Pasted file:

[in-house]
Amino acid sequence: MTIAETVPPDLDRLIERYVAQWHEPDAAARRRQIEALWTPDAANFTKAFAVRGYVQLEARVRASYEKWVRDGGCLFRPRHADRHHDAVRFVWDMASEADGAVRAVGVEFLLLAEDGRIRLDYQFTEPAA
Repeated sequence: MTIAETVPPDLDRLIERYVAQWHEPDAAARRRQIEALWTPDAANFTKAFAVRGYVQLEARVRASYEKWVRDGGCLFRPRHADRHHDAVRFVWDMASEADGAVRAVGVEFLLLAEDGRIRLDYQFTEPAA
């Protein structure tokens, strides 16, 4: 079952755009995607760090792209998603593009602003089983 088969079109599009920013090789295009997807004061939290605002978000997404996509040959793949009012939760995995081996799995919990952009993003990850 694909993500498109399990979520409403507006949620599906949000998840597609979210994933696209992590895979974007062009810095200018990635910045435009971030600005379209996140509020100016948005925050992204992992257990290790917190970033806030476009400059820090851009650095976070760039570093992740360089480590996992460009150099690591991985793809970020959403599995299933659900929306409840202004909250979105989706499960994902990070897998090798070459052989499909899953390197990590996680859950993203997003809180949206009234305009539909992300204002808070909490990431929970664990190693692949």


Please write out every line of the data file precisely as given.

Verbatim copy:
[in-house]
Amino acid sequence: MTIAETVPPDLDRLIERYVAQWHEPDAAARRRQIEALWTPDAANFTKAFAVRGYVQLEARVRASYEKWVRDGGCLFRPRHADRHHDAVRFVWDMASEADGAVRAVGVEFLLLAEDGRIRLDYQFTEPAA
Repeated sequence: MTIAETVPPDLDRLIERYVAQWHEPDAAARRRQIEALWTPDAANFTKAFAVRGYVQLEARVRASYEKWVRDGGCLFRPRHADRHHDAVRFVWDMASEADGAVRAVGVEFLLLAEDGRIRLDYQFTEPAA
């Protein structure tokens, strides 16, 4: 079952755009995607760090792209998603593009602003089983 088969079109599009920013090789295009997807004061939290605002978000997404996509040959793949009012939760995995081996799995919990952009993003990850 694909993500498109399990979520409403507006949620599906949000998840597609979210994933696209992590895979974007062009810095200018990635910045435009971030600005379209996140509020100016948005925050992204992992257990290790917190970033806030476009400059820090851009650095976070760039570093992740360089480590996992460009150099690591991985793809970020959403599995299933659900929306409840202004909250979105989706499960994902990070897998090798070459052989499909899953390197990590996680859950993203997003809180949206009234305009539909992300204002808070909490990431929970664990190693692949």